March 13, 2020
Gold drops, set for worst weekly loss in 7 years on virus induced rout
(Reuters) - Gold prices extended losses on Friday and were set for their steepest weekly decline in nearly seven years as traders sold bullion to finance margin calls in other assets hammered by panic over the coronavirus.
Palladium regained some ground after plummeting as much as 28% on Thursday as a plunge in wider financial markets rippled through precious metals. However, it was en route for its biggest weekly fall on record.
Spot gold was down 0.9% at $1,563.45 per ounce by 0320 GMT, and was on track for a weekly decline of 6.6% - the most since June 2013. The metal slid as much as 4.5% on Thursday.
U.S. gold futures fell 1.7 % to $1,563.20.
"We had stock and bond markets falling, signalling a dramatic liquidity crunch. People have to liquidate their gold positions. They need money and are scared now," said Stephen Innes, chief market strategist at AxiCorp.
"It's not just gold - the warning signs were there across every asset class and we could see it in the currency markets right now as the dollar is getting stronger and is in demand again."
A rout in world financial markets deepened after the European Central Bank held back on rate cuts on Thursday and as Washington suspended travel from Europe.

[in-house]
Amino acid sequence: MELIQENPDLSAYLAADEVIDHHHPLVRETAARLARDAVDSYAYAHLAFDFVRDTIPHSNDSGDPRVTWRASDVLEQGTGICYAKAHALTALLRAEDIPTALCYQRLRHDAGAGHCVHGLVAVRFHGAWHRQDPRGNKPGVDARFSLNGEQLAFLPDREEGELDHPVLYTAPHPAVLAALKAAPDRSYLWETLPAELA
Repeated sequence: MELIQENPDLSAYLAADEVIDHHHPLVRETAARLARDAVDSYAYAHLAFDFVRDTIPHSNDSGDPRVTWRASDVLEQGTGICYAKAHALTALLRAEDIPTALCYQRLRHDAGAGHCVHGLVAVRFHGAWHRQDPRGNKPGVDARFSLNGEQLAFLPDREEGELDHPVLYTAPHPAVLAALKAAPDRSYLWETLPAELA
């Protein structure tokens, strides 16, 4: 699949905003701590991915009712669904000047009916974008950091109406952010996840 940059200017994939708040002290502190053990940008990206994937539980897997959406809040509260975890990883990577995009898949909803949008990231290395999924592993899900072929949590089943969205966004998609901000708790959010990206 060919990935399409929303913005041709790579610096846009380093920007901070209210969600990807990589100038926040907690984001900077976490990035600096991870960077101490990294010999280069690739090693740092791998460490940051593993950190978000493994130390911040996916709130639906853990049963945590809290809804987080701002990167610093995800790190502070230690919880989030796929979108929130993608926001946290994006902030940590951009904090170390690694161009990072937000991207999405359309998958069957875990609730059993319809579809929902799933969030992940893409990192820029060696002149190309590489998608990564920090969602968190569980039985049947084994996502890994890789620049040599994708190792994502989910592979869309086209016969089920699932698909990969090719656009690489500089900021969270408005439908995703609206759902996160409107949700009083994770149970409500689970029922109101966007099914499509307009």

Countries and central banks have ramped up measures to cushion their economies from the pandemic, which has infected over 127,000 people worldwide.
The U.S. Federal Reserve provided massive liquidity injection on Thursday, having slashed it benchmark interest rate last week.
"Weak equity markets, supportive monetary policies and economic uncertainty are supportive for gold but it will not rise in a linear fashion - you might have a steep rise and then something pulling it back," John Sharma, economist at National Australia Bank said, adding there is a general loss of interest in commodities.
Palladium rose 0.3% to $1,837.73 per ounce, but was headed for its biggest ever weekly loss of about 28%. Platinum gained 1.1% to $771.69, however, it was set to post its worst week since 1986, with a weekly decline of 14.3%.
"The market is coming along to the fact that the recovery in China might not be as quick as it had hoped and that will weigh on (palladium) demand. It's still a pretty tight market but expectations of a demand hit are growing," ANZ analyst Daniel Hynes said.
Silver fell 2.2 % to $15.47 per ounce, having earlier dipped up to 3.3%.